Women with a family history of breast cancer often want to get tested for the BRCA1 and BRCA2 genetic mutations linked to the disease.
But a new study suggests that even if a woman tests negative for the BRCA2 gene, she could still be at increased risk for breast cancer.
“With the recent revelation that Angelina Jolie tested positive for the BRCA gene, many patients have been asking questions regarding genetic testing,” said Dr. Stephanie Bernik, chief of surgical oncology at Lenox Hill Hospital in New York City. “The general public wants to know what a positive or negative test really means.”
Until now, it’s been thought that women in families with BRCA mutations who themselves test negative for the gene would have the same risk for breast cancer as women in the general population.
But that may not always be true, according the study, which was published November 27 in the journal Cancer Epidemiology, Biomarkers & Prevention.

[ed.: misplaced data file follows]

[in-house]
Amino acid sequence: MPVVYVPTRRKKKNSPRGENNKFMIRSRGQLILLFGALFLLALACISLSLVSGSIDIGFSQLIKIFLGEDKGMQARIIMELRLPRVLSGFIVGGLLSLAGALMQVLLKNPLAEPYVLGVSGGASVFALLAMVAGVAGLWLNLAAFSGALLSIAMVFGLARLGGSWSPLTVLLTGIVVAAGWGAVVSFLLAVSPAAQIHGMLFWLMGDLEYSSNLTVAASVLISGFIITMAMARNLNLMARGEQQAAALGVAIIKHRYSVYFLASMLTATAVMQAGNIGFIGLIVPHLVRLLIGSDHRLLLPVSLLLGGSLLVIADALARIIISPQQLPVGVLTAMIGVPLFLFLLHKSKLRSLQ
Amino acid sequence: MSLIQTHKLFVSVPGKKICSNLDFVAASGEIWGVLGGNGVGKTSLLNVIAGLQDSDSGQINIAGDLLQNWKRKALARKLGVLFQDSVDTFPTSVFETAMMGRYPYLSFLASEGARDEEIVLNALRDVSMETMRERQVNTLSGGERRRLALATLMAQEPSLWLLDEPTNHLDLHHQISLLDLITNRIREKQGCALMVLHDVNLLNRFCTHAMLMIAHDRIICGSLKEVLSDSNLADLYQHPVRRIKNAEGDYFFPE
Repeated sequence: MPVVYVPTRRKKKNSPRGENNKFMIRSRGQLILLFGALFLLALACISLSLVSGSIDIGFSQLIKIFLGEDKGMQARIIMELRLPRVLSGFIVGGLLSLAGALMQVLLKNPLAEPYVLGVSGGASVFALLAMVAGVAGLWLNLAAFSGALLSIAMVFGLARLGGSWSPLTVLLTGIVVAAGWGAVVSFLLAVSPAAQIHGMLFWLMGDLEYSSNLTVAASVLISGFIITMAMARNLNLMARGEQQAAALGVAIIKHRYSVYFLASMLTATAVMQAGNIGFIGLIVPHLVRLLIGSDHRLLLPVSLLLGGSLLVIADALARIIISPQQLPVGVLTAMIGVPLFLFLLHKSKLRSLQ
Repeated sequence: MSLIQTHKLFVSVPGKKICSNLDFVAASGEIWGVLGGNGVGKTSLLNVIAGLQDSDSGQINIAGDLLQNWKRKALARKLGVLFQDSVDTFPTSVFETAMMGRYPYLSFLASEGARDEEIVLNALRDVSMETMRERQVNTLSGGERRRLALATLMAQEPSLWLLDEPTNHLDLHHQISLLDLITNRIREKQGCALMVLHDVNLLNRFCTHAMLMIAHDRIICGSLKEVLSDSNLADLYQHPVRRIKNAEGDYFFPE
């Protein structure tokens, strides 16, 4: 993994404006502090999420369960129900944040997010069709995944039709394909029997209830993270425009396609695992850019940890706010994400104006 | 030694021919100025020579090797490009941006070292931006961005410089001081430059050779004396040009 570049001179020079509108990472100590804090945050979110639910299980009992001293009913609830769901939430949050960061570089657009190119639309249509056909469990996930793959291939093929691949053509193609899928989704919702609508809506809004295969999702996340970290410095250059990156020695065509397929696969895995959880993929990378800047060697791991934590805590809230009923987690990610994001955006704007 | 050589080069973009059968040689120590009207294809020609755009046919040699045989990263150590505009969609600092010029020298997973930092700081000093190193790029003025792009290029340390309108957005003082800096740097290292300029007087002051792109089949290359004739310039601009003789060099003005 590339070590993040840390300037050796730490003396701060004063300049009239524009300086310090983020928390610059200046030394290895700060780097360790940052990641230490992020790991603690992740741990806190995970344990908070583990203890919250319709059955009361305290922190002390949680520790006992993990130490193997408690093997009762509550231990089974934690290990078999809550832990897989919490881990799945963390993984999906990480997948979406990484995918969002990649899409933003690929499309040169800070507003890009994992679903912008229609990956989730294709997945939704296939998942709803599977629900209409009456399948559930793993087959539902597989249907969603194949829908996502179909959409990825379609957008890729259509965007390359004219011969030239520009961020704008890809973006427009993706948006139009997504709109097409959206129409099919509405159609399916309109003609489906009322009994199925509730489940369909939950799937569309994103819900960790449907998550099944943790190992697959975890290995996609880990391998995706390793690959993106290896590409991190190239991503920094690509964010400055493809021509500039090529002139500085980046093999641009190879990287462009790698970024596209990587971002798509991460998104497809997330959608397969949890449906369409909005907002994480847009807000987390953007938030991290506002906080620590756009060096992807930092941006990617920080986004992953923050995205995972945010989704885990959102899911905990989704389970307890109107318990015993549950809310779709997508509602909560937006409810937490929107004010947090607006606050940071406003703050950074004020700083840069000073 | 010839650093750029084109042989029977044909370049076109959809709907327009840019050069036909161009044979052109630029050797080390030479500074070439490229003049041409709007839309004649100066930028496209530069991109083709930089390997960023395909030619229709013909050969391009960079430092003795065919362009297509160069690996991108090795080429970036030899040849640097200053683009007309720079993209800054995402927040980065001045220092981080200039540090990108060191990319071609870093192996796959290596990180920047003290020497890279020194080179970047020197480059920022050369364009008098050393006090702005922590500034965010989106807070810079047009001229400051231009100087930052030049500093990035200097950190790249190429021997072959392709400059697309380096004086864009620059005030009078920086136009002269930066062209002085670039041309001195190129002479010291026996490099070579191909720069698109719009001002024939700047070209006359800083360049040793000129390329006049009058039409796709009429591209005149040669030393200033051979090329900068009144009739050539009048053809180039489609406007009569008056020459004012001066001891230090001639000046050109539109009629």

The researchers analyzed data from more than 800 families in England with BRCA mutations. They found that 49 women in those families who tested negative for the family-specific BRCA mutation later went on to develop breast cancer.
Dr. Gareth Evans is an honorary professor of medical genetics and cancer epidemiology at the University of Manchester, in England.
“We found that women who test negative for family-specific BRCA2 mutations [still] have more than four times the risk for developing breast cancer than the general population,” Evans said in a journal news release.
“We also found that any increased risk for breast cancer is largely limited to BRCA2 families with strong family history and other genetic factors,” he said. “It is likely that these women inherit genetic factors other than BRCA-related genes that increase their breast cancer risk.”